How To Properly Grow Asparagus

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Cary Sims
Cary Sims is the County Extension Agent for agriculture and natural resources for Angelina County. His email address is cw-sims@tamu.edu Educational programs of the Texas AgriLife Extension Service are open to all people without regard to race, color, sex, disability, religion, age, or national origin.

My friend Will Cook likes to grow asparagus. In fact he has planted several new varieties and asked me what I knew about it.

I didn’t know much.

The old farm place my family purchased and moved into a few years back has some asparagus growing in what was an old fence row. I don’t know the variety, but I know it has survived tremendous abuse and neglect and is deserving of attention.

Grown for its stems or spears, asparagus yields 8 to 10 pounds or more per 100 square feet of bed if tended well. For most home gardeners, a 20-foot row or 100 square feet of bed is adequate for a family of four. That’s equivalent to 20 planted crowns or 10 pounds of harvested asparagus per season.

Because asparagus remains in the same place several years, it is important to select the right spot and prepare the seedbed well. Asparagus does best in full sunlight and deep, well-drained, sandy or light-textured soils. Asparagus plants make a good border around the edge of a garden or along a fence.

To begin preparations for planting, spread a 3-inch layer of organic matter such as manure, rotted sawdust, or compost over the beds in late fall. Till or spade them to a depth of 10 to 12 inches, and turn the soil to cover all organic matter.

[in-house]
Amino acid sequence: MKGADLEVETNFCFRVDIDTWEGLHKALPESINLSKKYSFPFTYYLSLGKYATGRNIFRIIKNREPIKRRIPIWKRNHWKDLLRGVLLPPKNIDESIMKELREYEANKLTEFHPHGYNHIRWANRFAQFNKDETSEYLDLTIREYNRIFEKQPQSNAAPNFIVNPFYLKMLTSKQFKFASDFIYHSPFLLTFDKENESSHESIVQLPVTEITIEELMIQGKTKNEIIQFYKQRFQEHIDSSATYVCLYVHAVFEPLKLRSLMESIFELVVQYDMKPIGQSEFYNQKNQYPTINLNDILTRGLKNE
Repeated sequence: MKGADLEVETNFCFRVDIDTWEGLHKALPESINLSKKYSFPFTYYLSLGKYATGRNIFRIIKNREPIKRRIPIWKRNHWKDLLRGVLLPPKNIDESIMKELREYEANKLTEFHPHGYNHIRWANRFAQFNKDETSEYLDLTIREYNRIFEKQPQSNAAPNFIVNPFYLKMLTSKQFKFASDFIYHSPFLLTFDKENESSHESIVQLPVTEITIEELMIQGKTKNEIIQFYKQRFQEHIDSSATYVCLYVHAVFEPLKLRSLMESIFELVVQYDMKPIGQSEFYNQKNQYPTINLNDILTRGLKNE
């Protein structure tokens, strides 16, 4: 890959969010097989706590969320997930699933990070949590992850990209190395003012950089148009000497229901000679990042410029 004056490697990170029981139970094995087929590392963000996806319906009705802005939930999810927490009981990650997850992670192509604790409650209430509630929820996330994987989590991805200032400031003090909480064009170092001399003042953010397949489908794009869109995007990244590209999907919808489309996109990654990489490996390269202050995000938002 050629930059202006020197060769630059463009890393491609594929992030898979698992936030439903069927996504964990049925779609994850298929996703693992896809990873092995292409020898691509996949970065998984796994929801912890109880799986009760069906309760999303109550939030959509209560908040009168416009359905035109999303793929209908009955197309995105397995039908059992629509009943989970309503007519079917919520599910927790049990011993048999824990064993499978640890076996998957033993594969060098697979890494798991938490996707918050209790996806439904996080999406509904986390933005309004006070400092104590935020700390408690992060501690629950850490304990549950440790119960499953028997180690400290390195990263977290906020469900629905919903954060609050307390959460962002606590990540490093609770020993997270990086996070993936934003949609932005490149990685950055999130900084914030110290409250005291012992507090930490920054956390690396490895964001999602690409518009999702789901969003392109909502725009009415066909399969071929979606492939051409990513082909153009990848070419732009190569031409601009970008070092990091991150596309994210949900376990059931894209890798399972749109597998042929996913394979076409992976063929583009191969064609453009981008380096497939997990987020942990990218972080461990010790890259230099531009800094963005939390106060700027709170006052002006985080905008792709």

Asparagus grows well in high-pH soils and poorly if the soil pH is below 6.0. Test the soil before planting the beds and add lime if needed to adjust the pH to 6.5 to 7.5.

The hybrid asparagus cultivars ‘Martha Washington’, ‘UC 157’, ‘Jersey Giant’, and ‘Mary Washington’ produce better than the standard cultivars. Male asparagus cultivars such as Jersey types (‘Jersey Giant’, ‘Jersey Knight’, and ‘Jersey Supreme’) are more productive and resist disease better than the female cultivars (‘Washington’ types). Also, female cultivars are less vigorous and produce many red, berrylike fruits that become volunteer weeds in the garden.

Asparagus is grown from 1- or 2-yearold crowns planted in January or February, or as soon as the round can be worked. Crowns can also be grown from seeds planted in flats or peat cups. It takes at least a year to grow a good crown. To shorten the period from planting to harvest, buy and plant healthy, vigorous, 1- or 2- year-old crowns from a nursery, garden center, or seed catalog.

After the asparagus beds are tilled, mark rows 5 feet apart. Dig a furrow 4 inches wide and 4 to 12 inches deep. Separate the crowns by size, and plant those of similar size together for best uniformity in spear size at harvest.

Spread super phosphate fertilizer (0-46-0) as a band in the furrow at a rate of 2.0 pounds per 1,000 square feet or 0.75 ounce per 20-foot row. Place the crowns 12 to 14 inches apart in the furrow. Planting too closely can cause small spears. Wider planting results in larger spears but lower total yield. In loose soils, plant the crowns 6 to 12 inches deep; in heavier soils, plant them 4 to 6 inches deep.

The simple planting method is to plant the crowns at the suggested depth and immediately fill in the furrow with soil to its original level. Using this method, you do not need to gradually cover the crowns with soil, as long as the soil is not compacted over the newly planted crowns.

It takes 2 to 3 years from the time the crown is planted until the bed is in full production. When conditions are favorable, buds arise from the crown and develop into edible spears. If not harvested, the spears will develop into fern-like stalks.

From these stalks, the mature plant manufactures food and stores it in the underground crown. This reserve supplies the energy necessary to produce spears the following year.

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